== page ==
The cerebrospinal fluid is produced by specialized structures. These structures are referred to as the choroid plexuses.
So it’s important for you to understand their unique features as well as their particular function. So the features
and function of the choroid plexus would be they’re located in all of the brain ventricles. So we see a choroid plexus
in the lateral ventricle here. It would be found in the contralateral, lateral ventricle. It would also be found in the
third ventricle. In this area here, we have the diencephalon and then in the fourth ventricle as well.
These specialized structures have a villous appearance to them. These villi or projections contain blood vessels.
There is a special choroid epithelium associated with the choroid plexus. So here, we can see an illustration
of the choroid plexus. So this is a villus, an expansion or an extension of epithelial cells. You can see in the core
of this villus, you have a blood vessel, lumen of the blood vessel, endothelial cells then they have special choroid
epithelium and these are ependymal cells. You can see the apical specializations of those ependymal cells
which constitute the choroid epithelium. This arrangement allows for the development of a barrier between
the blood and the cerebrospinal fluid. Functionally, this is the structure that’s responsible for the production
of cerebrospinal fluid. So there would be movement of fluid from the blood through the endothelium, through the
ependymal cells into the ventricular cavity. The volume and pressure of cerebrospinal fluid is that in the ventricular
system of the brain and as well as the subarachnoid space and central canal of the spinal cord, there’s approximately
150 milliliters of cerebrospinal fluid. There is variability from one person to another but this is a nice round, average type
of volume. It’s constantly being produced at a rate of about 500 milliliters per day. It’s being absorbed at the same rate
as the cerebrospinal fluid circulates through the ventricular system. The pressure that’s exerted by the cerebrospinal
fluid is approximately 10 mmHg. What are the functions of the cerebrospinal fluid? They are very important
even though it may not seem as much since this is fluid. But one of the major functions of the cerebrospinal fluid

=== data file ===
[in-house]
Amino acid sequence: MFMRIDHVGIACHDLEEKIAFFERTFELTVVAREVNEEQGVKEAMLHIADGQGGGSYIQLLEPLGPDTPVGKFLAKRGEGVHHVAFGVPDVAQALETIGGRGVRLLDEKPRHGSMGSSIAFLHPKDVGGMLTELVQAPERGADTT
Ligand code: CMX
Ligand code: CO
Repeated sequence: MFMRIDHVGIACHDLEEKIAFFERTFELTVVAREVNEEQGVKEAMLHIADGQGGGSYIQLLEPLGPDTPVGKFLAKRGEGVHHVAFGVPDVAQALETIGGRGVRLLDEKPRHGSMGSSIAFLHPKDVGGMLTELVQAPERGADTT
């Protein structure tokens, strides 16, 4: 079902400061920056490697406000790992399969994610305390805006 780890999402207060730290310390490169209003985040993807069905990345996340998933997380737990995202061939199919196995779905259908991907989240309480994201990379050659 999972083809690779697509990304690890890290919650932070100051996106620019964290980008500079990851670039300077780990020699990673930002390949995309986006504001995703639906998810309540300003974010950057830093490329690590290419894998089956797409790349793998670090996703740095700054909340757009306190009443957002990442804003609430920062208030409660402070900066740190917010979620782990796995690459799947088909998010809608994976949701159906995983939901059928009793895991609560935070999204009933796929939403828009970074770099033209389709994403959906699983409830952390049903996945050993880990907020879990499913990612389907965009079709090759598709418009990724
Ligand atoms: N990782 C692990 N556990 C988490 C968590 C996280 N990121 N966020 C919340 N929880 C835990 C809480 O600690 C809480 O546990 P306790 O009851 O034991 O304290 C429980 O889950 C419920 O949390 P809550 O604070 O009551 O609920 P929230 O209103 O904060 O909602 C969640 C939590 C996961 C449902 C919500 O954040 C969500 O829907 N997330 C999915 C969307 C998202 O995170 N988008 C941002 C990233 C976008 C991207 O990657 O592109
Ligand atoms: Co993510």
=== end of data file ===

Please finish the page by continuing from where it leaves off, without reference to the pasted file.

is to allow for the buoyancy of the brain. This allows the brain to remain suspended. As it’s suspended within the
cranial cavity, the brainstem is suspended above the foramen magnum. If the cerebrospinal fluid was low in volume
or depleted, the brainstem would fall down within the foramen magnum, be compressed and that would be fatal.
It also allows for degree of protection. If there’s a blow to the head, if the blow is strong enough, let’s say you get a
blow to the right head, if it’s forceful enough, it could cause an injury to the right side of the brain but that blow
will push the brain to the left side in response to the blow. The left side of the brain can strike the left side of the skull.
If that’s the case, you get a contrecoup injury. You’ll get an injury on the opposite side from where you sustained
the blow or the force. Here’s a function that you probably don’t think much about. That is the cerebrospinal fluid
regulates the chemical concentration of neurotransmitters in the brain, for example. As they’re being released,
they can move from the nervous tissue itself into the cerebrospinal fluid. Through the circulation of this fluid,
these neurotransmitters and other chemical modulators are removed via sink action. They’re eventually reabsorbed
by the arachnoid granulations and returned to the bloodstream. So through this process, the chemical concentration
is kept low. A similar process also occurs with metabolic waste removal. So as this active neural tissue produces
metabolic waste, this sink action can do the same removal process. The movement of the cerebrospinal fluid
or its circulation, we’re going to start with the ventricles. Again, cerebrospinal fluid is constantly being produced
in all of the ventricles, lateral, third, and the fourth ventricles. As it’s being produced, it moves from one structure
to another structure, gets into the subarachnoid space and then we have to remove it. So as it gets produced
by the ventricles, some of that fluid will circulate into the central canal of the spinal cord. The bulk of the fluid
will circulate from the fourth ventricle into the subarachnoid space. Then the cerebrospinal fluid, once it gets
into the subarachnoid space will be reabsorbed or removed by the arachnoid granulations that exist. Then the
cerebrospinal fluid is returned from where it came. That is to the circulation, specifically into the venous circulation.